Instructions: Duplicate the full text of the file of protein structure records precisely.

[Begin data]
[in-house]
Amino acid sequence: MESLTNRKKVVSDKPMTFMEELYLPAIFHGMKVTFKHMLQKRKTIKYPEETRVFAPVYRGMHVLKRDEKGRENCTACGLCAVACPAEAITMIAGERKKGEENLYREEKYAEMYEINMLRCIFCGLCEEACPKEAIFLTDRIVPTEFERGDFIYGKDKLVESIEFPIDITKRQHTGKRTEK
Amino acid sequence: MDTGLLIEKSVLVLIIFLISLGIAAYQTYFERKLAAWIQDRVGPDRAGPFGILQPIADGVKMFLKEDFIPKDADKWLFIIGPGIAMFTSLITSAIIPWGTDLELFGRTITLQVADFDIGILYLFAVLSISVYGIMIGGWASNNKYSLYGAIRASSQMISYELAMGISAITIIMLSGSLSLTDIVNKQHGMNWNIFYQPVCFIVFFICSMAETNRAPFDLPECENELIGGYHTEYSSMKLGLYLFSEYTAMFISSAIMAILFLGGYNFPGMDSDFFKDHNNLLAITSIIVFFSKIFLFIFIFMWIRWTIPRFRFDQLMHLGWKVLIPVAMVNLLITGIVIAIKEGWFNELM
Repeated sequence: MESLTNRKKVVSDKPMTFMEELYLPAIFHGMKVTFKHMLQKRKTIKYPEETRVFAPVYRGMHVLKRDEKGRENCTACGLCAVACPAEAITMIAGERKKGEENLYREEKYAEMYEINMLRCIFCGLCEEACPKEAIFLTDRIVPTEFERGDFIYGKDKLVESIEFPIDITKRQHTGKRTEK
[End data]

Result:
[in-house]
Amino acid sequence: MESLTNRKKVVSDKPMTFMEELYLPAIFHGMKVTFKHMLQKRKTIKYPEETRVFAPVYRGMHVLKRDEKGRENCTACGLCAVACPAEAITMIAGERKKGEENLYREEKYAEMYEINMLRCIFCGLCEEACPKEAIFLTDRIVPTEFERGDFIYGKDKLVESIEFPIDITKRQHTGKRTEK
Amino acid sequence: MDTGLLIEKSVLVLIIFLISLGIAAYQTYFERKLAAWIQDRVGPDRAGPFGILQPIADGVKMFLKEDFIPKDADKWLFIIGPGIAMFTSLITSAIIPWGTDLELFGRTITLQVADFDIGILYLFAVLSISVYGIMIGGWASNNKYSLYGAIRASSQMISYELAMGISAITIIMLSGSLSLTDIVNKQHGMNWNIFYQPVCFIVFFICSMAETNRAPFDLPECENELIGGYHTEYSSMKLGLYLFSEYTAMFISSAIMAILFLGGYNFPGMDSDFFKDHNNLLAITSIIVFFSKIFLFIFIFMWIRWTIPRFRFDQLMHLGWKVLIPVAMVNLLITGIVIAIKEGWFNELM
Repeated sequence: MESLTNRKKVVSDKPMTFMEELYLPAIFHGMKVTFKHMLQKRKTIKYPEETRVFAPVYRGMHVLKRDEKGRENCTACGLCAVACPAEAITMIAGERKKGEENLYREEKYAEMYEINMLRCIFCGLCEEACPKEAIFLTDRIVPTEFERGDFIYGKDKLVESIEFPIDITKRQHTGKRTEK